“As a coach, you try to get a player to see something in themselves that is already there,” Foley said.

Rose, by the way, opened with a 6-under-par 66 in Dubai and is one shot off the lead.

Seeking awards sweep, Park 1 off lead

By Randall MellNovember 16, 2017, 11:03 pm

NAPLES, Fla. – Sung Hyun Park made a strong start in her bid to make LPGA history with an epic sweep of the year’s major awards.

Park opened the CME Group Tour Championship Thursday with a 5-under-par 67, moving her a shot off the lead.

Park is looking to join Nancy Lopez as the only players to win the Rolex Player of the Year and Rolex Rookie of the Year awards in the same season. Lopez did it in 1978. Park has already clinched the Rookie of the Year Award.

Park, 24, can also walk away with the Vare Trophy for low scoring average, the LPGA money-winning title and the Race to the CME Globe’s $1 million jackpot.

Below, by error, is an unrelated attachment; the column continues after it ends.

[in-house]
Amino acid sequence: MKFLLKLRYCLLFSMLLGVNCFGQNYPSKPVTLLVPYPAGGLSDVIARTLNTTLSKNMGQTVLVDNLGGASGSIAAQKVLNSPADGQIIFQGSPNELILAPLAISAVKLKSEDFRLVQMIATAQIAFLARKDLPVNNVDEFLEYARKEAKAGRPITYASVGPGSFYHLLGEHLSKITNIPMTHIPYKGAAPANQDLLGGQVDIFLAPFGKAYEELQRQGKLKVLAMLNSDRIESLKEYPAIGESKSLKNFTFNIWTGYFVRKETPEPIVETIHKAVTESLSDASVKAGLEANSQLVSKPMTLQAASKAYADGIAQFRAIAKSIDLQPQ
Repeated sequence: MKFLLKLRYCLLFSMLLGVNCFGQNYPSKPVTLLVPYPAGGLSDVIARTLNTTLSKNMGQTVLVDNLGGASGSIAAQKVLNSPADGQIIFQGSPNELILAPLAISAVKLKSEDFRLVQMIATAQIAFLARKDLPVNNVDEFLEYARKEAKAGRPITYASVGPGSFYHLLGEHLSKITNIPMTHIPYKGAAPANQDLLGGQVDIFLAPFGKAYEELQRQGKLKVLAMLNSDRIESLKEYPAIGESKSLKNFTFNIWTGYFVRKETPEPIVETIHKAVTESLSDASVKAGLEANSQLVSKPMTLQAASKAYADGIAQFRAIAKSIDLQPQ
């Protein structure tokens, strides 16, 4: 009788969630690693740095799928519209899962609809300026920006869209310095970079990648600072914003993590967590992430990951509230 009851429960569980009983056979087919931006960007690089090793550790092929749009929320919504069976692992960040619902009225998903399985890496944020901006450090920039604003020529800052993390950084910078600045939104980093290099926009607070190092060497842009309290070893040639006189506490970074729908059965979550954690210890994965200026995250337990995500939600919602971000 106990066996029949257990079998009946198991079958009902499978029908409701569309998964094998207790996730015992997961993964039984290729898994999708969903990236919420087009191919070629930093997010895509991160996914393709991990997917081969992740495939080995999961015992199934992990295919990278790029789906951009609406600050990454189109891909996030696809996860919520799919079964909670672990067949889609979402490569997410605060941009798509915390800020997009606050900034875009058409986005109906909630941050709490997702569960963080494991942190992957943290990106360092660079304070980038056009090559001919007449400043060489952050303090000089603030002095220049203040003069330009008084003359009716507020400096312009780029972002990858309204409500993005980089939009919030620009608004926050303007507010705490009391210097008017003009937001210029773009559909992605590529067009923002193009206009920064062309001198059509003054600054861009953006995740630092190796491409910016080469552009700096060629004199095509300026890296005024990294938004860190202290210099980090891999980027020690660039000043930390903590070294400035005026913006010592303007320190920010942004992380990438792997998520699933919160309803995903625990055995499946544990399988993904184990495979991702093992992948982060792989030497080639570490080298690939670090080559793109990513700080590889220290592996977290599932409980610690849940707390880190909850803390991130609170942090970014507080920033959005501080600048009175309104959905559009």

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Nobody has ever swept all those awards.

There’s even more for Park to claim. She can also take back the Rolex world No. 1 ranking. She’s No. 2, just two hundredths of a point behind Shanshan Feng.

“I think the course suits my game really well,” Park said through a translator. “I think I can play well in the next rounds.”

Park played the course just once before Thursday’s start, in Wednesday’s pro-am.

The reigning U.S. Women’s Open champion, Park won twice this year. She also won the Canadian Pacific Women’s Open this summer.